Thursday 8 April 2010

Received Wisdom

As I drove around delivering leaflets yesterday, I listened to Prime Minister's Questions. And as I lay in the bath this morning I listened to Gordon Brown being interviewed by John Humphreys.

PMQs was much the same as ever; I thought Clegg had the best line, about Labour: "Look at them now. You've failed. It's over. It's time to go." Cameron focused on Brown's major mistakes - Army funding, the economy and so on, especially increasing National Insurance Contributions. One of Brown's claims made me want to deliver leaflets even more: that by reducing the NI tax, the Conservatives would take "£6bn out of the economy". Sadly he wasn't challenged on that. Only someone whose entire life has been lead at someone else's expense could say that leaving money with taxpayers, so keeping people in paid work, was taking money out of the economy. Government taking money from taxpayers isn't putting money into the economy; if anything, given greater public sector inefficiency, its the opposite.

Its a really scary thought of Brown's: he knows how to spend money better than we do.

He peformed well against Humphreys this morning in that he managed to blame everyone else for the current economic position - especially the US regulatory system and "The global banking crisis". And said that when he said he had abolished "boom and bust" he meant he had turned the UK into a low inflation, low interest rate economy.
The only trouble is that he didn't: the transformation came when Ken Clarke started as Chancellor after we delinked from ERM and decided to have formal inflation targeting (which was in 1992/3; there's a good paper from Mervyn King in 2002 on the subject):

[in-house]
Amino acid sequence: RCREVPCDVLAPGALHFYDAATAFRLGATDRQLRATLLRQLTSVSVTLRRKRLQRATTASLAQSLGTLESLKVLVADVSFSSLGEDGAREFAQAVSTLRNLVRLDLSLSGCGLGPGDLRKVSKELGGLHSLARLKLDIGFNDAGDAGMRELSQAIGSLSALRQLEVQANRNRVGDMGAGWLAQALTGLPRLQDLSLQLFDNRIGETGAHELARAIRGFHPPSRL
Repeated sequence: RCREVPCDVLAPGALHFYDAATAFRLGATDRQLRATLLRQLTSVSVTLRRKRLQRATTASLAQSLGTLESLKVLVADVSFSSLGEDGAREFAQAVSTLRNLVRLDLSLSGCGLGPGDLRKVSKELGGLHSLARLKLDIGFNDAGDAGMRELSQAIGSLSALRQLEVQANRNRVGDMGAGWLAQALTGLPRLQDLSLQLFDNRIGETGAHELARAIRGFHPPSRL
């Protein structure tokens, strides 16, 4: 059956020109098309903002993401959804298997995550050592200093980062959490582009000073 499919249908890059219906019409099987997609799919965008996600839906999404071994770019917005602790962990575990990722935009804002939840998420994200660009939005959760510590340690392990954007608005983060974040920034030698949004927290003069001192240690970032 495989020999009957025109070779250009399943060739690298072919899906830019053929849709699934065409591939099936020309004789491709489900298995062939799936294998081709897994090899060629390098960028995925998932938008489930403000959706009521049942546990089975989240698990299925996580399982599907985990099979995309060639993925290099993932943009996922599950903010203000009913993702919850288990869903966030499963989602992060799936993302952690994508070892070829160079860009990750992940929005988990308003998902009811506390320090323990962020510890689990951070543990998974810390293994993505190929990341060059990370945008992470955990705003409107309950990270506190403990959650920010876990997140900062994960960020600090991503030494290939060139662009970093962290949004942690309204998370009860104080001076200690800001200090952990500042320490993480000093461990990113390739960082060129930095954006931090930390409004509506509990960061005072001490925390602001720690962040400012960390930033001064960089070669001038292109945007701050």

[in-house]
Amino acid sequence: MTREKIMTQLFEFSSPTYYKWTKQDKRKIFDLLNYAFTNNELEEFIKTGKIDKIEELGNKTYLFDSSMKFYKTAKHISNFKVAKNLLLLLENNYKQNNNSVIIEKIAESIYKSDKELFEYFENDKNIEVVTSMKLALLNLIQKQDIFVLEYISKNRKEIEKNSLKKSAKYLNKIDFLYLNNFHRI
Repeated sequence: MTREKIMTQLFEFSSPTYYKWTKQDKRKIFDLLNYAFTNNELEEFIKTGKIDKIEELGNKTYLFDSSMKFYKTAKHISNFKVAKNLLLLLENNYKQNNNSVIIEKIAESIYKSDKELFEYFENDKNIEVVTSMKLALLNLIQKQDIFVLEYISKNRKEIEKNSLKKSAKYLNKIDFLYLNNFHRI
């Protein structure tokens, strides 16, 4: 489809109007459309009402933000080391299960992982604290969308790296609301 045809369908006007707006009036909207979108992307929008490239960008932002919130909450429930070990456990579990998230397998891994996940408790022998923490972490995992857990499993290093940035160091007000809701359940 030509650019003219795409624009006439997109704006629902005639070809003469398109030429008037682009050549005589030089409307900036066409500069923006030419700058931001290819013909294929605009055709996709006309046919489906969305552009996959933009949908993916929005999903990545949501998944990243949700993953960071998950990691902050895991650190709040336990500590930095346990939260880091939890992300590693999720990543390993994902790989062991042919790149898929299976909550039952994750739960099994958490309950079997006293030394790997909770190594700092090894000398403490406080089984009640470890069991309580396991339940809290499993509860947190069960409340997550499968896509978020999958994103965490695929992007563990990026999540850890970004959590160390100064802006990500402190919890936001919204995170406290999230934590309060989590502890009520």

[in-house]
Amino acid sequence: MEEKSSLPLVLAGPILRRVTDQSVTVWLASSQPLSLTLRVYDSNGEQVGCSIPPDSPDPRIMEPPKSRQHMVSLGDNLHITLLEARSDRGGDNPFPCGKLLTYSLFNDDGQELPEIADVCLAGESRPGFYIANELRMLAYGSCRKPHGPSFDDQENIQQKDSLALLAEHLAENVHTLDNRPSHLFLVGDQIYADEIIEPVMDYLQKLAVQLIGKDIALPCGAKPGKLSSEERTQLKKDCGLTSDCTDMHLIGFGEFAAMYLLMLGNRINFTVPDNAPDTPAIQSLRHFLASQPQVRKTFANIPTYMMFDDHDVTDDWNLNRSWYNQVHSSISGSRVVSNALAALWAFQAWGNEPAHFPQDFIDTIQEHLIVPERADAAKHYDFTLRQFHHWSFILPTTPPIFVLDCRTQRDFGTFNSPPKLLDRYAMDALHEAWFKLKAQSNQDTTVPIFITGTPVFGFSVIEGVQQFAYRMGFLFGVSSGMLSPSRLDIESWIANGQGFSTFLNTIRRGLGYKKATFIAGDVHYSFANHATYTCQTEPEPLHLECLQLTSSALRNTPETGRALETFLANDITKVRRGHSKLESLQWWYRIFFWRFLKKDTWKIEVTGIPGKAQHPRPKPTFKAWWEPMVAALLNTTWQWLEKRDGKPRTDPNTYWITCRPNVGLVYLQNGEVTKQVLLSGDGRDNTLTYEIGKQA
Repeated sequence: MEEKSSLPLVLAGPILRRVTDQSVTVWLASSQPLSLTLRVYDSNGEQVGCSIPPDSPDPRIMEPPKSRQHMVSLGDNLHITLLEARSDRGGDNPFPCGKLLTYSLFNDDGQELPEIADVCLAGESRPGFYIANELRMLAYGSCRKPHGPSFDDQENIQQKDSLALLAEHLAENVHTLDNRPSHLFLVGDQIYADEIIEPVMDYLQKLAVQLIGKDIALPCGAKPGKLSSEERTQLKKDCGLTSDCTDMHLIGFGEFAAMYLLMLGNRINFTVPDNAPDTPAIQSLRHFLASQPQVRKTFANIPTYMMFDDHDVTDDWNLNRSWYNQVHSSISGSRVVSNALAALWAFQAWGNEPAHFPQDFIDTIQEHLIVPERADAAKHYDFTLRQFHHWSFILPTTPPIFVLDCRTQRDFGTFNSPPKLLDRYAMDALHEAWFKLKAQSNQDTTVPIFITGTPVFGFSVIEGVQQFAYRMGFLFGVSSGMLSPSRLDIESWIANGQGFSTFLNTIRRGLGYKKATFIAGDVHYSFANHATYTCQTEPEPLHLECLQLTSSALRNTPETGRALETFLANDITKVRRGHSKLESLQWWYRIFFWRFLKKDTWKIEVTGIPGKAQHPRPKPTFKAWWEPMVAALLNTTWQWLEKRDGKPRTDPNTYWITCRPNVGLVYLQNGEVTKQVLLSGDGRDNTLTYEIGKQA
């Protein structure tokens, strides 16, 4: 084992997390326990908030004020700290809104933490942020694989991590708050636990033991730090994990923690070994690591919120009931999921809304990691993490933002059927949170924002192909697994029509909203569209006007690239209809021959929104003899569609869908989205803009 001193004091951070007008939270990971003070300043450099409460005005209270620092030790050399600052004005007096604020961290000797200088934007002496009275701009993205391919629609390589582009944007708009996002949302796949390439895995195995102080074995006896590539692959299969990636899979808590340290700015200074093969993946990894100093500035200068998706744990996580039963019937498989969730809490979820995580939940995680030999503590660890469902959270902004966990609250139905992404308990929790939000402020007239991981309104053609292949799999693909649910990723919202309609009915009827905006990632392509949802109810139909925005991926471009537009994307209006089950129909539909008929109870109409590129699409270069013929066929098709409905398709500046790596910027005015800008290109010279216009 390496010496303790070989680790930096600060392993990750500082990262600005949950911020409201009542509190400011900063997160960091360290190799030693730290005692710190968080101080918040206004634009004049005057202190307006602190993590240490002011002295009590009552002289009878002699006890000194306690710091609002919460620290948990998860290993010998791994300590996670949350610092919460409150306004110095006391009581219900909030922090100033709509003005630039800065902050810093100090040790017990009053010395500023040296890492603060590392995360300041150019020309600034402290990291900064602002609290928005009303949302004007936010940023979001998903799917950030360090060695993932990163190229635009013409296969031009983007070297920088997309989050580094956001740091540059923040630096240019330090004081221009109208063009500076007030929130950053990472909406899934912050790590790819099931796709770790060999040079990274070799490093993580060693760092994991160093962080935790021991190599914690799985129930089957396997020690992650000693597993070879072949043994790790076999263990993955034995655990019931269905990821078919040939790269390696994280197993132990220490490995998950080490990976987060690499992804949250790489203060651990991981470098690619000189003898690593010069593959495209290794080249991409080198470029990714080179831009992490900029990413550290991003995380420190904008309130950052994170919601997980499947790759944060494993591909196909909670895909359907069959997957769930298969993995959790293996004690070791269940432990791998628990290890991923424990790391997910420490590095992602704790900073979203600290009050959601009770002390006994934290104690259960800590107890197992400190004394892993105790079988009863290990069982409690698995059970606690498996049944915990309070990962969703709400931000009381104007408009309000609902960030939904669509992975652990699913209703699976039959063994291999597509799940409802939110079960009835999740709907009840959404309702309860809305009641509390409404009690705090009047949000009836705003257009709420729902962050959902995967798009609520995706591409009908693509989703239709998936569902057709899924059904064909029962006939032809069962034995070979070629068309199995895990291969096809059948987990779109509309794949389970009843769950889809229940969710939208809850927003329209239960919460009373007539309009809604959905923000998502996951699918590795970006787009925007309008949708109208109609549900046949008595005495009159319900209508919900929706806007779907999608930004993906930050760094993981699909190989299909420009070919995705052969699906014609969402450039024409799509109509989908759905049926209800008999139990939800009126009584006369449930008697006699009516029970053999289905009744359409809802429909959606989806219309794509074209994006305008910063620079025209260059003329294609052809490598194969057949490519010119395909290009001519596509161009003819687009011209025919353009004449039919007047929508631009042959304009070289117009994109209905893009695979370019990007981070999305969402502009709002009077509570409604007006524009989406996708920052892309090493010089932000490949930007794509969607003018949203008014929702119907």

He does deserve credit for not messing it up but he can't take credit for the improvement in the UK's position. (There's also an argument that low inflation was mainly caused by China's economic development as a low cost provider of consumer goods, but lets not go there - it's all too complicated). He can however be criticised for giving the Bank of England the wrong targets: he did not ask them to review asset price inflation, which boomed unsustainably and caused much of the UK's current problems. He did not create a low inflation economy; he did oversee a boom and bust in asset prices.
And I do think the system of financial regulation, which was his, and the massive public sector spending increases without efficiency improvements, which was his, meant he can genuinely claim to have created the boom and bust in asset prices.
His last point was that he worked hard to protect the financial system and the banks by the action he took in 2008. I've earlier set out thoughts on why he made the recession worse by doing too little too late, but the key fact is this: other countries - even the US - didn't have such a bad crisis in their banking sector because they had a better system of financial regulation.
So overall - he didn't persuade me that he was fit to control our financial affairs. He messed up and is now blaming everyone else and changing history to prove it wasn't him.

1 comment:

Troy said...

It is quite unbelievable that Gordon Brown thinks reversing part of the NI hike is "taking £6bn out of the economy". Consumers and businesses are no longer part of the economy? Only the State is the economy? You couldn't make it up could you?

Marks & Spencers say the NI rise will cost them £13million. Profits down this much on their 11.7 P/E ratio would drop the company's value by £152million. On this basis GB's £6billion NI charge would have a £70 billion negative effect on pension schemes and other investment funds, adding to the black hole he's already made in what used to be the best pension plans in the world.

Good luck with your leaflet deliveries. I'm doing the same here in Suffolk. We're both doing our bit to rid the nation of the worst economic vandal in the country's history.